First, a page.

SEC proposes basic rules for private equity, hedge funds

WASHINGTON — The financiers atop the growing $18 trillion field of private funds — hedge funds, private equity funds, and others — would be required to provide investors with quarterly investment statements regarding fees and returns, under a new proposal from federal regulators.

Though the proposal merely requires these firms to provide basic information to investors, the proposal was described as a "sea change" in federal regulation because the Securities and Exchange Commission largely has steered clear of mandating disclosures for such investments.

The money pouring into these funds typically comes from so-called "sophisticated" investors — wealthy individuals, pension funds and charity endowments — and the financial industry has argued that the consumer protections required for retail investors are unnecessary for these groups.

As SEC commissioner Hester Peirce put it, investors in private funds "are able to fend for themselves."

But Peirce was the lone vote against the proposal, which she referred to as a "sea change." SEC Chairman Gary Gensler and the majority of commissioners said that the rules are necessary to promote transparency and competition among the firms.

"Private fund advisers, through the funds they manage, touch so much of our economy," Gensler said in a statement. If adopted, he said, "it would help investors in private funds on the one hand, and companies raising capital from these funds on the other."

Many retirees depend on the pensions that are invested in private equity and hedge funds, Gensler noted.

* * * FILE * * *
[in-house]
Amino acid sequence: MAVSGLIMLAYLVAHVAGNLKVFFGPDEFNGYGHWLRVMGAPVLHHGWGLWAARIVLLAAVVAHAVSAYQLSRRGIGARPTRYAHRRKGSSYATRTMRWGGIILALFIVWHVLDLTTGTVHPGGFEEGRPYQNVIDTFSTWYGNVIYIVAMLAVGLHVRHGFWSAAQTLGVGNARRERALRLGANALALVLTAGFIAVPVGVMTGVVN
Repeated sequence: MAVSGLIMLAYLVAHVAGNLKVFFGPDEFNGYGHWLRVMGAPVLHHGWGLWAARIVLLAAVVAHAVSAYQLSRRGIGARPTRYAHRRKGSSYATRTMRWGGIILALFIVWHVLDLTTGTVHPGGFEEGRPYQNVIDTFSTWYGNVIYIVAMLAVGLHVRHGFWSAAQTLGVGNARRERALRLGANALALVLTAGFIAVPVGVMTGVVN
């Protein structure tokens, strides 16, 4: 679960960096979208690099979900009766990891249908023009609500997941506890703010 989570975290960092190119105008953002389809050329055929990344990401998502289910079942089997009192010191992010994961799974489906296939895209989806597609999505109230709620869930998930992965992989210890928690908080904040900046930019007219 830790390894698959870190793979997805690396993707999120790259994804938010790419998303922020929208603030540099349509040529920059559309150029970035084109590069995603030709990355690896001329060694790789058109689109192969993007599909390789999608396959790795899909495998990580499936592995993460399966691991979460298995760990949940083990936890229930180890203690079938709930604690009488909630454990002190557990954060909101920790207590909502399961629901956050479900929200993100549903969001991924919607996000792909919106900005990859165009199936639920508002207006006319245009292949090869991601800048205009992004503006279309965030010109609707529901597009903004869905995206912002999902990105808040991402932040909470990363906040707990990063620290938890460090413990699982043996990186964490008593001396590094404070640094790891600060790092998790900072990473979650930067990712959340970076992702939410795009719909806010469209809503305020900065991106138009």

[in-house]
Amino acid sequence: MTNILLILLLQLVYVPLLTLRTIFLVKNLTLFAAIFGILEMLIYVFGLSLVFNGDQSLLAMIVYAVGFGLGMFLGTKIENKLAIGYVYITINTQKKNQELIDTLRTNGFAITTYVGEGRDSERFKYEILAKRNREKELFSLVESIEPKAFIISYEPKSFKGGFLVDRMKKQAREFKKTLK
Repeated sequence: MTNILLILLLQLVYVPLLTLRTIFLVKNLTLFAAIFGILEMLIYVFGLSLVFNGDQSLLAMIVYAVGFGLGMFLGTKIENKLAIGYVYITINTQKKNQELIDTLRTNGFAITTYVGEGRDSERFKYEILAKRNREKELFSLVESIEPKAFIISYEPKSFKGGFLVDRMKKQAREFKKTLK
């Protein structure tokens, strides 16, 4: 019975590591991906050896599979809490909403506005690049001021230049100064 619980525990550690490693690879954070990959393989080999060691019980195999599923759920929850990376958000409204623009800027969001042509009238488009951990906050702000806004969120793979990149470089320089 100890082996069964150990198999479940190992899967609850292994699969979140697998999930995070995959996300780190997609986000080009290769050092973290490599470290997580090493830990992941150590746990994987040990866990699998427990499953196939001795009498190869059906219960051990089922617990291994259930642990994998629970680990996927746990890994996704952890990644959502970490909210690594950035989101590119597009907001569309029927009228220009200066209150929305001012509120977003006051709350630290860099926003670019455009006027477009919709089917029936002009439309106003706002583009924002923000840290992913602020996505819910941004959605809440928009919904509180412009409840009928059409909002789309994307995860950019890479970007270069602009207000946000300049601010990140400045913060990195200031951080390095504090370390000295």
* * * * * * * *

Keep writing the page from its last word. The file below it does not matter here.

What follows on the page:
Moreover, industry critics say, the regulation is necessary because the information currently provided to investors about the fees and performance of such funds is often scant and difficult to interpret.

"It's basic transparency," said Carter Dougherty, a spokesman for Americans for Financial Reform, an advocacy group. "These Wall Street titans are constantly telling us how great they are. If they object, one can reasonably wonder: what are they hiding?"

The industry is already signaling its opposition.

"The private equity industry supports transparency and disclosure, and we work closely with our investors to ensure they have the information they need to make the best investment decisions," said Drew Maloney, president of the American Investment Council, an industry group. "We are concerned that these new regulations are unnecessary and will not strengthen pension returns or help companies innovate and compete in a global marketplace."

The proposal approved by the commission on Wednesday comes just two weeks after the SEC voted to propose another requirement that private funds report details of material events to the agency within one business day.

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